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87Chevette

GOING ELECTRIC

11 posts in this topic

87Chevette    3

I'd like to take in some suggestions on how to go ELECTRIC, on a project car. Here's what I am dying to know...

1. A basic Idea of HOW.

2. What to make my Electric car out of, I have seen Saturns converted.. What would you do?

So far I am thinking that I should buy a ready-made conversion kit, and build it into a 2-dr cavalier. The car can be dressed up pretty well, and if it is an EcoTec powered car, I should be able to get some of the funds to do the swap from selling the powertrain.

Any ideas of sites I could go to, I need to know more about what to do and how.

Thanks in advance for your tips!

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SAmadei    224

As I've seriously looked into this, I feel that making an homemade electric vehicle is still too impractical for two reasons...

1. You can't afford the 6600 Li ion batteries, so you are saddled with a overweight pile of cheap, lead acid batteries. At the time, I was still looking at $40K in Li ion batteries.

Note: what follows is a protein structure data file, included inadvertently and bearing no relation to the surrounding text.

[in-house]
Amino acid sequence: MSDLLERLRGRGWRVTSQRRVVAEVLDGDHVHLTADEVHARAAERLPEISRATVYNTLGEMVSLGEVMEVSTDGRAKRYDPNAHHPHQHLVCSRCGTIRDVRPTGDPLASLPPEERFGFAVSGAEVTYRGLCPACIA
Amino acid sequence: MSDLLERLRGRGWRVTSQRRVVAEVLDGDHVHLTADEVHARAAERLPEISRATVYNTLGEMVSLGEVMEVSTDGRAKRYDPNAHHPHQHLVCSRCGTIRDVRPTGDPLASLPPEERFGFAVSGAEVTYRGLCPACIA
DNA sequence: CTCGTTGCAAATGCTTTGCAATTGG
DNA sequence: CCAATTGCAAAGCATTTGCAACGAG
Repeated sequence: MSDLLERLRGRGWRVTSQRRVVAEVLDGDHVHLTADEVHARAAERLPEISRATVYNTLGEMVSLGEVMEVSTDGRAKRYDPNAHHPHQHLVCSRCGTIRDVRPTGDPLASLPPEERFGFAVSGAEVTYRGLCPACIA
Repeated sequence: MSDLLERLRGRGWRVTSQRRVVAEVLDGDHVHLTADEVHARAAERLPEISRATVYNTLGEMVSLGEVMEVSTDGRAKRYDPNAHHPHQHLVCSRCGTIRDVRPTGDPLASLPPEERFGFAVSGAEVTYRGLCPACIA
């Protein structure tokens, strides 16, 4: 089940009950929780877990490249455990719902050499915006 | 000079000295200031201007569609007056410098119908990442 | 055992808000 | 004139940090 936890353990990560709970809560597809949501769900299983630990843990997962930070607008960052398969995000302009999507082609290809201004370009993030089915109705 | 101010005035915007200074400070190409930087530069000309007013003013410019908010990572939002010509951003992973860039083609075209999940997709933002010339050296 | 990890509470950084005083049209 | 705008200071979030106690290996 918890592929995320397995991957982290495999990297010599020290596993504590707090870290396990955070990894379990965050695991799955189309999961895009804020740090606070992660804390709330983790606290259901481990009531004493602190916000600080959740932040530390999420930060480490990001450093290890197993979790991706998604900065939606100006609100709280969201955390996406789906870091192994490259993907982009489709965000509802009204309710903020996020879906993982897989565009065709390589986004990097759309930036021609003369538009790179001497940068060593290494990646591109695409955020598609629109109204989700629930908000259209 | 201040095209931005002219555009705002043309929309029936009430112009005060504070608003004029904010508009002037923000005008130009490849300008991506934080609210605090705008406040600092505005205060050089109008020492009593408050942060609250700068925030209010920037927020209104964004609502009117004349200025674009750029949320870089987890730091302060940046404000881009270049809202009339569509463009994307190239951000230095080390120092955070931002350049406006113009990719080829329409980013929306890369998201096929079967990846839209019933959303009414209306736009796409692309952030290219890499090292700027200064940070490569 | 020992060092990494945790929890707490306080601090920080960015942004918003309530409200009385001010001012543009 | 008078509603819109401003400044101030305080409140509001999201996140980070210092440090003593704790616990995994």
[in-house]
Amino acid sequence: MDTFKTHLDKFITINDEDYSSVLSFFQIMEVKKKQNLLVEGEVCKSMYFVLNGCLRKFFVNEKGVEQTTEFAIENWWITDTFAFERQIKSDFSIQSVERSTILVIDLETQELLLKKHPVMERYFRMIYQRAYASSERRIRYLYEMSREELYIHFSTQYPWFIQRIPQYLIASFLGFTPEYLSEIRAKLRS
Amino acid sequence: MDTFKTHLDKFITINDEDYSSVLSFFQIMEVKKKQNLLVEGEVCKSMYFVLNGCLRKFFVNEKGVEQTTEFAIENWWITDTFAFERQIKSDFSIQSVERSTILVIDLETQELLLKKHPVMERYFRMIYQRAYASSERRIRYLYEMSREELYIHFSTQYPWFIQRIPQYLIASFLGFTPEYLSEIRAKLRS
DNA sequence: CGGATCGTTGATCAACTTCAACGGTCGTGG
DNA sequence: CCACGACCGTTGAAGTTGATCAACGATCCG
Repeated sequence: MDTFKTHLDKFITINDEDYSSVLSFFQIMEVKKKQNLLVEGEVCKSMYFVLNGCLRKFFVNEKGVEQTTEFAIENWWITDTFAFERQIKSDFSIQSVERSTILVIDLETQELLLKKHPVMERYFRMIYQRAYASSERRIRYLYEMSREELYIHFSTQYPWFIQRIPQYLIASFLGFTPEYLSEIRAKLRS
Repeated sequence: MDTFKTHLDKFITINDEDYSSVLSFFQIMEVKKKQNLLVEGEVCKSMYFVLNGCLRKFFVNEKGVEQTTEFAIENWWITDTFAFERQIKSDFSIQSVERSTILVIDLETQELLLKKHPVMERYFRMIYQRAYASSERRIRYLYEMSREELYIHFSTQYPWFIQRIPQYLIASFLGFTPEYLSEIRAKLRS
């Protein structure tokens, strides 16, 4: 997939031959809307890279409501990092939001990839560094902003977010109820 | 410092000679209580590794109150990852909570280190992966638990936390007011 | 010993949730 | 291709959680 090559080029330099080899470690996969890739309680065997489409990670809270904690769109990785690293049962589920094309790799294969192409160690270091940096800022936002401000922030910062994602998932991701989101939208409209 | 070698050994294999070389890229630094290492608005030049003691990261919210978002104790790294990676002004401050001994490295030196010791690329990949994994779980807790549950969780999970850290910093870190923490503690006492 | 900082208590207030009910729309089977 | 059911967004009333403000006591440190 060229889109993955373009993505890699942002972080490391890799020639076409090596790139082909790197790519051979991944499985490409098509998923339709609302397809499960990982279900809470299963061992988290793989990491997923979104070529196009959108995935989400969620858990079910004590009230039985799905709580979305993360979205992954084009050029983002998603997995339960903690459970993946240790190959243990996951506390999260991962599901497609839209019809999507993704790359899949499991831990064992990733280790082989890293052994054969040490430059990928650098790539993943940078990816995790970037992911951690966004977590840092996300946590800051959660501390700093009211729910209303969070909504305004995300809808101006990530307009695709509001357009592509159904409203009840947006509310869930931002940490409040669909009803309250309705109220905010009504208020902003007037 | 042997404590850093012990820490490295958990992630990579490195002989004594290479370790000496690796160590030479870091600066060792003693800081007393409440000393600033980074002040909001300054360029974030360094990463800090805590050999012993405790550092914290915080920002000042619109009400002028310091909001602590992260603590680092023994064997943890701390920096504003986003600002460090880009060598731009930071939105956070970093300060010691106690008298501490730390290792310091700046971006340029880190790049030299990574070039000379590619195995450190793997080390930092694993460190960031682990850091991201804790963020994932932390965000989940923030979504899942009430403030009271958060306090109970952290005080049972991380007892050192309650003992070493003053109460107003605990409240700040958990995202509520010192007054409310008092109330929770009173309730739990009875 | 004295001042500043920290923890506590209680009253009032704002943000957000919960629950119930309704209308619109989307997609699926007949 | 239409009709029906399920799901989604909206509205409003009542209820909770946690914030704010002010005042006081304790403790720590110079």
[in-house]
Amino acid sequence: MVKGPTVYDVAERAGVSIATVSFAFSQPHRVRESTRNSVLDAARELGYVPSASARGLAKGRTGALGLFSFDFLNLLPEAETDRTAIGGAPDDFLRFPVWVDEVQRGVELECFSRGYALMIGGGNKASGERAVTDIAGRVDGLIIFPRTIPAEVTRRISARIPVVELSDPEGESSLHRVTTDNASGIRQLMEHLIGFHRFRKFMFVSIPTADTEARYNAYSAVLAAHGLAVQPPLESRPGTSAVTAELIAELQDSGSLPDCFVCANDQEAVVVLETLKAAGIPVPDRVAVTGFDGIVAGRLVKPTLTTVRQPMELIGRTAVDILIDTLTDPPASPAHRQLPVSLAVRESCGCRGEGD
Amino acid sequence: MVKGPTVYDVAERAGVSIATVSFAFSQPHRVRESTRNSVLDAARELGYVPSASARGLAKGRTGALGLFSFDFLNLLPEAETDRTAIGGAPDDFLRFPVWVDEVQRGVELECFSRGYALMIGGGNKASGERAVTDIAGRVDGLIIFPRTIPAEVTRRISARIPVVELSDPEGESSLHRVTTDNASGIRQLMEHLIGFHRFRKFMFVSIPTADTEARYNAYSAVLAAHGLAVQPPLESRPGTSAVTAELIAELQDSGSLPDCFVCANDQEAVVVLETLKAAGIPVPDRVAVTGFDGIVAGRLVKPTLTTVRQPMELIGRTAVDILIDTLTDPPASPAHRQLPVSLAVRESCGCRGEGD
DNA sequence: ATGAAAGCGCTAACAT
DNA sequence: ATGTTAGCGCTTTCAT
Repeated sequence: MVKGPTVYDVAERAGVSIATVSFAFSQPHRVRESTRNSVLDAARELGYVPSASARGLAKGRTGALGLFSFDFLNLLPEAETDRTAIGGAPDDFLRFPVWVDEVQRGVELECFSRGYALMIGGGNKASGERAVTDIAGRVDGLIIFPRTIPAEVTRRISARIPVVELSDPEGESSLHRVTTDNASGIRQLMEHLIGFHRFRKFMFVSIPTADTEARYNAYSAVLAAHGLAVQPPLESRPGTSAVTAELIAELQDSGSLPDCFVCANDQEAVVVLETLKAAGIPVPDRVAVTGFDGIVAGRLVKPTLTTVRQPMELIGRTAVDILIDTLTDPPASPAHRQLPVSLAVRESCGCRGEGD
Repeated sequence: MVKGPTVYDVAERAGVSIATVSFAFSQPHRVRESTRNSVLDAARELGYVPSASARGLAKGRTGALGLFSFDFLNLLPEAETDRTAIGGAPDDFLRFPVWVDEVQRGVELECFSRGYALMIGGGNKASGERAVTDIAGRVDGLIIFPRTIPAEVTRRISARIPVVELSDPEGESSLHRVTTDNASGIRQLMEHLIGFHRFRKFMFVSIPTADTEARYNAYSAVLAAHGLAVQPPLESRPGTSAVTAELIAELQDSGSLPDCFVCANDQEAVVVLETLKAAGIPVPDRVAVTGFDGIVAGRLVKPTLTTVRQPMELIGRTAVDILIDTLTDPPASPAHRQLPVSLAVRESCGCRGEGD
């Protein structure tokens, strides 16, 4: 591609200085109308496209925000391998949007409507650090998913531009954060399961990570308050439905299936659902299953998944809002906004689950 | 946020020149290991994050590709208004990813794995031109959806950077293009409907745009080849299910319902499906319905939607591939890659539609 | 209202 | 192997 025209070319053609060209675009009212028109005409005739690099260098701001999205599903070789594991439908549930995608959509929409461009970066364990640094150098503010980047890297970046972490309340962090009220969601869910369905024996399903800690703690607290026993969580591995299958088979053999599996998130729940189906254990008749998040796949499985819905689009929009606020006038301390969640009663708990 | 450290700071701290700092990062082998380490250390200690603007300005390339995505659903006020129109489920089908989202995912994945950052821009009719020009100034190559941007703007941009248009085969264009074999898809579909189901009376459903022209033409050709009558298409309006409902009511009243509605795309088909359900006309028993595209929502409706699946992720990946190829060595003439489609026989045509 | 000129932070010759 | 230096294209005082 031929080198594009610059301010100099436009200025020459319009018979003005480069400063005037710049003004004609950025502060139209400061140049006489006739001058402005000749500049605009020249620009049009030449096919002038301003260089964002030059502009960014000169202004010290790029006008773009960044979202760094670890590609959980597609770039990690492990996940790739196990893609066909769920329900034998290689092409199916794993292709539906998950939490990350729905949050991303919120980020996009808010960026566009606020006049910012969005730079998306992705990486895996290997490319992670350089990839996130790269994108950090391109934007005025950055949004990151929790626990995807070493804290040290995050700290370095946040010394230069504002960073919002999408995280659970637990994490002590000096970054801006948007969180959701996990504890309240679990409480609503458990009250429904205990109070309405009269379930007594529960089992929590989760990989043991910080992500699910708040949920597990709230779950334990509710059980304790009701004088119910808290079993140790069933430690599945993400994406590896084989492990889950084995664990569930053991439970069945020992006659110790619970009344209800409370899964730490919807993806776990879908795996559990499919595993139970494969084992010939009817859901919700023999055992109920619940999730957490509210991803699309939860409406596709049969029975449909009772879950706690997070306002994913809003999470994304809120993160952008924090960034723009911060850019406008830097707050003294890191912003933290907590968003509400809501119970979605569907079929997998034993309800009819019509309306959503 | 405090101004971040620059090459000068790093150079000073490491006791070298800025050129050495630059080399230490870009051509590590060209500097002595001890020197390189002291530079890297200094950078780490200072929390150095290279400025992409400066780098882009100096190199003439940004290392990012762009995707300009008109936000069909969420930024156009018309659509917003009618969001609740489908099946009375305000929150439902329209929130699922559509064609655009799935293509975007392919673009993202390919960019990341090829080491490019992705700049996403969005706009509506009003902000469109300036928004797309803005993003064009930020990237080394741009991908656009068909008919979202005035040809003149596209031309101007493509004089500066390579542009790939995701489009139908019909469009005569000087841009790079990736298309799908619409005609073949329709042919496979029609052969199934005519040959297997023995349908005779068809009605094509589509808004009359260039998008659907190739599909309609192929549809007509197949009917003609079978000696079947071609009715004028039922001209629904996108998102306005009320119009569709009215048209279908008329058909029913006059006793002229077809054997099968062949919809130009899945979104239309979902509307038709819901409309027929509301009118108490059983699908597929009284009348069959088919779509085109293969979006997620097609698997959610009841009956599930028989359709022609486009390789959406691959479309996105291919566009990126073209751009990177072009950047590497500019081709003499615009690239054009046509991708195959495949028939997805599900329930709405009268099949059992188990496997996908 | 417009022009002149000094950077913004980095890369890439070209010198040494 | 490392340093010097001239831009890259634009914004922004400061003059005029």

2. There are no easy regenerative braking systems for the homebrew set.

Sure, you can build an electric vehicle... in fact, I really like the pickup that was built with a big wing on top of solar cells, to help extend its range... but in the end, it will either have little range or will be too slow for regular use.

I would have expected more parts to be floating around now that the Prius has been around for 5+ years.

That said, you may have different expectations, so don't let me dissuade you.

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dfelt    1,763

Personally I suggest you wait about a year and you will have a ton more options. If you really like projects and cost is not a big issue, then go for building your own or doing it with a kit car.

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SAmadei    224
Personally I suggest you wait about a year and you will have a ton more options. If you really like projects and cost is not a big issue, then go for building your own or doing it with a kit car.

Which isn't such a bad idea... doing the project in stages so you could get the parts that become obsolete fastest last.

Because the actual electric motors are pretty much as developed as they are going to get. Perhaps, you could work on getting a controller and the electric motor installed... but power it with a diesel with a huge generator. This would require less batteries (just a couple lead acids as a buffer), and likely would still be more fuel efficient that the drivetrain you are replacing.

When the batteries get cheaper, dump the diesel/generator combo or leave it as a range extender.

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Satty    338

Its actually just an electric motor, you have to plug the battery in, it doesn't recharge while pedaling. Although that would be awesome.

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